How can solar cells be made more efficient? How can solar and wind energy be best stored for later use? Technologies for the transformation of the German energy sector (Energiewende) require tailor-made materials which are both affordable and efficient. One important tool in the search for such materials is high-resolution electron energy loss spectroscopy, HREELS for short. This method entails bombarding the material to be investigated with a beam of electrons. The electrons are deflected from the surface of the material and in doing so lose some of their energy. This loss of energy can be measured, thus permitting conclusions to be drawn about the properties of the material, such as its ability to conduct electricity or heat.
HREELS measurements can, however, be very time-consuming. "The really interesting part of the electrons' energy loss is angle-dependent," explains Dr. François Bocquet from Jülich's Peter Grünberg Institute. "This is why it must be measured from different directions. So far, it was only possible to measure the energy loss for one angle at a time. Measurements of a single sample thus took a whole day, and sometimes even longer."
Now, François Bocquet and his colleagues have developed a method for measuring a sample within just minutes. Two additional components in their HREELS instrument simplify the measurements: "The first is a hemispherical electron analyser, which has been successfully used in angle-resolved photoelectron spectroscopy for ten years," says Bocquet. "The second is a modified electron source adapted to the electron analyser, which was developed here at the institute." This is optimized by means of specially developed software which ensures that the electrons in the beam have the desired kinetic energy and can be focused on a very small area of the sample. In this way, the analyser can be used optimally -- permitting the simultaneous measurement of energy losses from different angles.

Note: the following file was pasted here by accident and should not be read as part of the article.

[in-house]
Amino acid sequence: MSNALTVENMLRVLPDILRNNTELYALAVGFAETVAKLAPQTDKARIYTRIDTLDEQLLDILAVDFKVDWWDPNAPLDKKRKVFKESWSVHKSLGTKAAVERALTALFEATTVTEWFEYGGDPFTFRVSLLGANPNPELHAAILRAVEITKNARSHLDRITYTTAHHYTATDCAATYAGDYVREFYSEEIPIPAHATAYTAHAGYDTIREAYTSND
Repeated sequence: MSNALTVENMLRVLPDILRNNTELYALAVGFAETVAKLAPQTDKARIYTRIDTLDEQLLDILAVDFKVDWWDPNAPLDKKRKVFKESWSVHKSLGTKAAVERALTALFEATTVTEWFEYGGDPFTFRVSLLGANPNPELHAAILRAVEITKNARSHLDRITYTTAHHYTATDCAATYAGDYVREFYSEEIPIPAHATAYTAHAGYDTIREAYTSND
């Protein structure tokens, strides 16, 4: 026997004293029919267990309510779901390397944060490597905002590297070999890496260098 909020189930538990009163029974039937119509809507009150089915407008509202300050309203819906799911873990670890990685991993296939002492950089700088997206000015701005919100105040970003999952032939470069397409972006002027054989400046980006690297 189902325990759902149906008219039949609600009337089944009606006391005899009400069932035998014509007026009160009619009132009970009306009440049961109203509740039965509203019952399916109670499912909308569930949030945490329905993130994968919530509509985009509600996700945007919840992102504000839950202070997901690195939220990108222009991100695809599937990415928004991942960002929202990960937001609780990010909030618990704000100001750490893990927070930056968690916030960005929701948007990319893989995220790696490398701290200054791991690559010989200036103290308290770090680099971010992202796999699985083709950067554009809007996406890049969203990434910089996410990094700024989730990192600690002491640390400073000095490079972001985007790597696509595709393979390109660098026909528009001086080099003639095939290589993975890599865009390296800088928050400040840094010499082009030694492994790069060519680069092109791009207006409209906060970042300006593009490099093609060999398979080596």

"These innovations enable us to investigate samples which are too unstable or sensitive for the previous methods," explains François Bocquet, whose research is also funded by the Helmholtz Association's Initiative and Networking Fund. The scientists usually work under vacuum conditions so that the surfaces to be investigated are not contaminated. "Since, however, no vacuum is ever perfect, we would have to stop the measurements after a few hours and prepare the sample again. Thanks to the new method, this is now no longer necessary," says a delighted Bocquet.
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